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 The Japan breeding industry accelerated in the 80's as a result of Zenya Yoshida having the same love affair with Northern Dancer as Robert Sangster and Vincent O. That was the platform that has elevated the Japanese industry to the level it is, comparable to the best in the world. The comment on stayers is relevant, but I would suggest that Maurice would be comparable to Solow or any previous European miler. The Japanese industry lacked confidence in the 90's, has gained some in the early part of 2000, but they will develop into the "elite" level of performance and breeding within the next decade. Deep Impact is an outstanding stallion, the eastern version of Galileo or Sadlers Wells and Arrowfield are the avenue of access to that depth of blood, we should be thankful that Arrowfield had the foresight to generate that liaison.

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On 5/7/2017 at 10:22 PM, John Clydesdale said:

 The Japan breeding industry accelerated in the 80's as a result of Zenya Yoshida having the same love affair with Northern Dancer as Robert Sangster and Vincent O. That was the platform that has elevated the Japanese industry to the level it is, comparable to the best in the world. The comment on stayers is relevant, but I would suggest that Maurice would be comparable to Solow or any previous European miler. The Japanese industry lacked confidence in the 90's, has gained some in the early part of 2000, but they will develop into the "elite" level of performance and breeding within the next decade. Deep Impact is an outstanding stallion, the eastern version of Galileo or Sadlers Wells and Arrowfield are the avenue of access to that depth of blood, we should be thankful that Arrowfield had the foresight to generate that liaison.

Someone needs to bring a deep impact stallion to Nz eventually 

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The Japanese horses clearly are top class going by their race times.

Admire Rakti won the Caulfield Cup with 58kg ( 2nd and 3rd had 53kg) and was no where near the best stayers from Japan.In fact he had never won or placed in the first three home at Group One level in Japan.

On of their current best stayers is recent Japan Cup winner Kitasan Black. At his last start he stepped up to a Group One over 3200m, running it in a time of 3.12.5.

The fastest time in Melbourne Cup history is 3.16.3.

So the Japanese could easily win by a margin. Their 3yo Derby horses are also top class. 

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Nasrullah

I think their training methods must also contribute to their success. For example, I think I caught it correctly on the Arrowfield video when the Japanese trainer said they don't put their horses out for spells once they go into training. So they obviously do things quite differently.

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I speak from experience that is somewhat dated. But like all advancing horse people, the Japenese youngsters travelled and worked with the best. The top guys have all trained in Europe at Newmarket or Chantilly and they learn and understand the challenges of racing there. They then convert that experience into the quality of horse they have and train them well.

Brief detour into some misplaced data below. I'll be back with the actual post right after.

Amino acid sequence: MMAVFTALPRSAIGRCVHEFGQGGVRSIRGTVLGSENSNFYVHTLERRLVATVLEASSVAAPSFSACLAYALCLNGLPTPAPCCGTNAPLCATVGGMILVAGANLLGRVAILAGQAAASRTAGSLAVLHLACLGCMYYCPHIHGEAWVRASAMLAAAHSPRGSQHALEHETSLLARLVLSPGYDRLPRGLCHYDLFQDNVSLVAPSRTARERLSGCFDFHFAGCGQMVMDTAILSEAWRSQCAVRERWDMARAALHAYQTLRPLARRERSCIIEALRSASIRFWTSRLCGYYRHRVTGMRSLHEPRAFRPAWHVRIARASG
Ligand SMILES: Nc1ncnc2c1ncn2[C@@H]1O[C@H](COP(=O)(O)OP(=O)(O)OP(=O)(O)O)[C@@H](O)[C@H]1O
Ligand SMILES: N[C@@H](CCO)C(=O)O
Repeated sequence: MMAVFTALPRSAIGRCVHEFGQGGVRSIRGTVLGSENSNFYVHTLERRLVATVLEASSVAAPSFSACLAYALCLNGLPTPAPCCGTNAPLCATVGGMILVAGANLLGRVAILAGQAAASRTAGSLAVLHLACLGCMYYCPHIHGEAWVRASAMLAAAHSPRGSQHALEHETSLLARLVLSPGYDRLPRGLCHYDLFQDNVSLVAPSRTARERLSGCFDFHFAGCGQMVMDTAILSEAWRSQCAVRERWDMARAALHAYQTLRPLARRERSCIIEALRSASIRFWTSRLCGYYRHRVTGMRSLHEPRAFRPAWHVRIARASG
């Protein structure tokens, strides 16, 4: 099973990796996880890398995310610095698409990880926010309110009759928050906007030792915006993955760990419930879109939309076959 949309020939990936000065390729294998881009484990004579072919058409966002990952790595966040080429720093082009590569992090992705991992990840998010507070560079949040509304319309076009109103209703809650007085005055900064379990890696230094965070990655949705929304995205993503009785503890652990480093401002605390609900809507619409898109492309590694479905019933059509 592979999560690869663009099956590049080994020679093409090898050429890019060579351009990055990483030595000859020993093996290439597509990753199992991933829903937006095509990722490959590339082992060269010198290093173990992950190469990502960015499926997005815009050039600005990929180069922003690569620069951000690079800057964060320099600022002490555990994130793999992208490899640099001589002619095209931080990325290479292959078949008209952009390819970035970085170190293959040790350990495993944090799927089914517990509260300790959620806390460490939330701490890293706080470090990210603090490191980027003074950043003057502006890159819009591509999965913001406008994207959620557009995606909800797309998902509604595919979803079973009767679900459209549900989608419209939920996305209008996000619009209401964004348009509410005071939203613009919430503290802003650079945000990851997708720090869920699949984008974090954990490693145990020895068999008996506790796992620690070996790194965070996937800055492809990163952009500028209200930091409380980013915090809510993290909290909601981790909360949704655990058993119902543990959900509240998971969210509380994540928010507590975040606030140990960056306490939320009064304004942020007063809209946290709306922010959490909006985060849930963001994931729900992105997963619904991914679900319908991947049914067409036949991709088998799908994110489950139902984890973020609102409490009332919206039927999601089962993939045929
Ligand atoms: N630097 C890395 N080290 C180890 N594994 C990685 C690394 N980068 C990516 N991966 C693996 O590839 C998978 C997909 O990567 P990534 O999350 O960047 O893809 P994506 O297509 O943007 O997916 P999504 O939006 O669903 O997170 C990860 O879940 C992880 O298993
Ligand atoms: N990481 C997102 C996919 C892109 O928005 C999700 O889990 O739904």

Imagine 5000 horses, yes 5000, at one training centre with 27 tracks, and each saddle has a gps unit that feeds information to a central point. That was 20 years ago. now they can read breathing, heart and lung expulsion rates.....where do we sit in the technology area?....

Look at the times they run, as mentioned earlier, then you can appreciate fully the feats of Horlicks and Aerovilocity, they are milestones.

The Japanese culture handcuffs them from taking on the world, self confidence....

Zenya Yoshida would now be very proud of the local industry in Japan, and thanks to the JRA and great stake money they will continue to improve their horses.

 

 

 

 

 

 

 

 

 

 

 

 

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On 4/3/2017 at 3:39 PM, Berri said:

Like anything thoroughbred, there are the good choices and the not so good choices. Although Sunday Silence and Deep Impact have been utter revelations, it's quite hard to know what the right type is because Japan runs the show differently so therefore on the whole their horses may not suit our space. Their horses tend to be later developing and definitely stayers although Lord Kanaloa could only be classed as one of the Worlds best sprinters in his day. 

Messara hasn't just stumbled into the Japanese space as he stood Fujiu Keseiki, one of the "Sunday Silence breed. The Japanese film is definitely an advertorial for Arrowfield.

Its as hard to find a good stallion from that line as it is finding a good son of Sir Tristram, Zabeel, or Galileo. 

A GREAT advertorial for Arrowfield indeed Berri. And why not. Arrowfield's stallions and breeding analysis historically outstanding. 

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Fuji Kiseki went to Arrowfield about 20 years ago!!!

The Japanese have raised their standards by a large amount since then.

When the best Japanese travel to the world biggest events they tend to really dominate.

Japan have been buying up the best mares in the world especially in the last 15 years.

In Japan run they fastest times especially at 2000 to 3200m.

Japanese black type has to be the highest standard in the world.

Why? Only 1.4% of all Japanese races having black-type status - remarkably low in comparison with Great Britain (4.6%), Ireland (10.9%) and Australia (3.1%).

Deep Impact's 10% stakes winners to starters would be 22% if they had the same number of stakes race percentage as Australia.

The Japanese don't need to travel as they have huge prizemoney at home.